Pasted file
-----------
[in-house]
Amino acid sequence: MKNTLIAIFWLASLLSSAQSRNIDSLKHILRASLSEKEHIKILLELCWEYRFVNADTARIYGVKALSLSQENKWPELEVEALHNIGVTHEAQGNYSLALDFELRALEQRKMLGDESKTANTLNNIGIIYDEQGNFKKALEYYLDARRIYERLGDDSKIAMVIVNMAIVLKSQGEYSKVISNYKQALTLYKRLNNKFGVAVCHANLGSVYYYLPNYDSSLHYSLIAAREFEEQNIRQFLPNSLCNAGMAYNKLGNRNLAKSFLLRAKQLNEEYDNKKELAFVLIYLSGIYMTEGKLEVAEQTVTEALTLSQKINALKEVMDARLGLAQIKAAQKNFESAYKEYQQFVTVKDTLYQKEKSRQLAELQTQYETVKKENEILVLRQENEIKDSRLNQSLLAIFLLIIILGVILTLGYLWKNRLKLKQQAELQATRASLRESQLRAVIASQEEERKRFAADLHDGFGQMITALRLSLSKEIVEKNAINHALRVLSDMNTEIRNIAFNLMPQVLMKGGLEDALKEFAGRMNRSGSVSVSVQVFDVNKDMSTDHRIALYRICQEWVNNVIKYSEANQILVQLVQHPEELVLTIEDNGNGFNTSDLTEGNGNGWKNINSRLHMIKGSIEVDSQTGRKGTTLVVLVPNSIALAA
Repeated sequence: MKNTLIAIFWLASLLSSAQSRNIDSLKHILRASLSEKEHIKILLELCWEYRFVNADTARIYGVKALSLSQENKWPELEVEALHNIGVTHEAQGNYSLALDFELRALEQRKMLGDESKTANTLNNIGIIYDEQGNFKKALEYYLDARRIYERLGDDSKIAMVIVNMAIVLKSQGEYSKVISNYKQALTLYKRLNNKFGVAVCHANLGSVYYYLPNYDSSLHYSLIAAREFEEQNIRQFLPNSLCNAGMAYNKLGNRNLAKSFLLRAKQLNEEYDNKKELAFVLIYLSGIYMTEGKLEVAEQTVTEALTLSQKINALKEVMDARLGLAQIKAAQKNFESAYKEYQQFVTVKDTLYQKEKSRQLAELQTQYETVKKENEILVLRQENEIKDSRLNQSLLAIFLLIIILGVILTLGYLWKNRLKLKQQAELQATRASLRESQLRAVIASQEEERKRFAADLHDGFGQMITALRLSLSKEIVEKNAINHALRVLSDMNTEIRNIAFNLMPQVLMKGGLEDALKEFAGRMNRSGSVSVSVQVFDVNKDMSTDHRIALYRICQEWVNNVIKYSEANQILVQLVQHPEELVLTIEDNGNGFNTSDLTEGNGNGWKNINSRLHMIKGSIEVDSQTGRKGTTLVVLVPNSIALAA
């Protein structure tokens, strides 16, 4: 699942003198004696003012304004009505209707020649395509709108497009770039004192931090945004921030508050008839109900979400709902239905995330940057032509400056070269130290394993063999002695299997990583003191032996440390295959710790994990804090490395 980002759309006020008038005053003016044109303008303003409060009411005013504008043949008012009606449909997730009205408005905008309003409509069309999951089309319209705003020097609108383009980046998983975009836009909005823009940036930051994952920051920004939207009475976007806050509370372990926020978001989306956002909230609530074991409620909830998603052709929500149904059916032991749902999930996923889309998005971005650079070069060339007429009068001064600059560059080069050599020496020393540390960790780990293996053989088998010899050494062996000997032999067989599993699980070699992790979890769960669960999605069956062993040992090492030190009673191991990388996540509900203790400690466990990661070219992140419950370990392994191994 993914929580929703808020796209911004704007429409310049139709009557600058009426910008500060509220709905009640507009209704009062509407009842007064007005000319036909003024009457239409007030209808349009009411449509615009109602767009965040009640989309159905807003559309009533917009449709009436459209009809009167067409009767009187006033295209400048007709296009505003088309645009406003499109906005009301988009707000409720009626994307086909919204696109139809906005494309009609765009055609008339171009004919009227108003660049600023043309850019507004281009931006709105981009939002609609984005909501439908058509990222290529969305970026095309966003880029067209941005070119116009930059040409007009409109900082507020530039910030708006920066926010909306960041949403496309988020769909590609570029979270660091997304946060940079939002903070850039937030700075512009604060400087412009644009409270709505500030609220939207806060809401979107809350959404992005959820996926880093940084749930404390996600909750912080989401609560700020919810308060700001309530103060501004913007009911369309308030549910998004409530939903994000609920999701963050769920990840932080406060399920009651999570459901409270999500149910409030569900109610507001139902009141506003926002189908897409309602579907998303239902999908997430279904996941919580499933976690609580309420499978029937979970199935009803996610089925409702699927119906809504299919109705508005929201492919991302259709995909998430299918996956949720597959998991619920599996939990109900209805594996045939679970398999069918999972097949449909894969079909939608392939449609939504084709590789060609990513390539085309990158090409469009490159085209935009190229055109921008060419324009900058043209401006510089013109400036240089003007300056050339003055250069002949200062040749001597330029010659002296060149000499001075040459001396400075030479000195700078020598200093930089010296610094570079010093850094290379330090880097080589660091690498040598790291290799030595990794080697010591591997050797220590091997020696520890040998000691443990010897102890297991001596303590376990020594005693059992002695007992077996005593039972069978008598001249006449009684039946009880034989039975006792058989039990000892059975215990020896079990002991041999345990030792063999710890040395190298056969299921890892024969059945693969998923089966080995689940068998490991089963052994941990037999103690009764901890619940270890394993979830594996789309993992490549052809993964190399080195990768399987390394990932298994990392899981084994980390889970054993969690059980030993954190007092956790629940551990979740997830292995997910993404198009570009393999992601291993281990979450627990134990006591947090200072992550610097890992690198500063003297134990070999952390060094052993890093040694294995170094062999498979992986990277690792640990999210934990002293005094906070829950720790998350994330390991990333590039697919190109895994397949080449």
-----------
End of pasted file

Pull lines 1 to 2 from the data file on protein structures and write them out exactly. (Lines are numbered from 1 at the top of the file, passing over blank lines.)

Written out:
[in-house]
Amino acid sequence: MKNTLIAIFWLASLLSSAQSRNIDSLKHILRASLSEKEHIKILLELCWEYRFVNADTARIYGVKALSLSQENKWPELEVEALHNIGVTHEAQGNYSLALDFELRALEQRKMLGDESKTANTLNNIGIIYDEQGNFKKALEYYLDARRIYERLGDDSKIAMVIVNMAIVLKSQGEYSKVISNYKQALTLYKRLNNKFGVAVCHANLGSVYYYLPNYDSSLHYSLIAAREFEEQNIRQFLPNSLCNAGMAYNKLGNRNLAKSFLLRAKQLNEEYDNKKELAFVLIYLSGIYMTEGKLEVAEQTVTEALTLSQKINALKEVMDARLGLAQIKAAQKNFESAYKEYQQFVTVKDTLYQKEKSRQLAELQTQYETVKKENEILVLRQENEIKDSRLNQSLLAIFLLIIILGVILTLGYLWKNRLKLKQQAELQATRASLRESQLRAVIASQEEERKRFAADLHDGFGQMITALRLSLSKEIVEKNAINHALRVLSDMNTEIRNIAFNLMPQVLMKGGLEDALKEFAGRMNRSGSVSVSVQVFDVNKDMSTDHRIALYRICQEWVNNVIKYSEANQILVQLVQHPEELVLTIEDNGNGFNTSDLTEGNGNGWKNINSRLHMIKGSIEVDSQTGRKGTTLVVLVPNSIALAA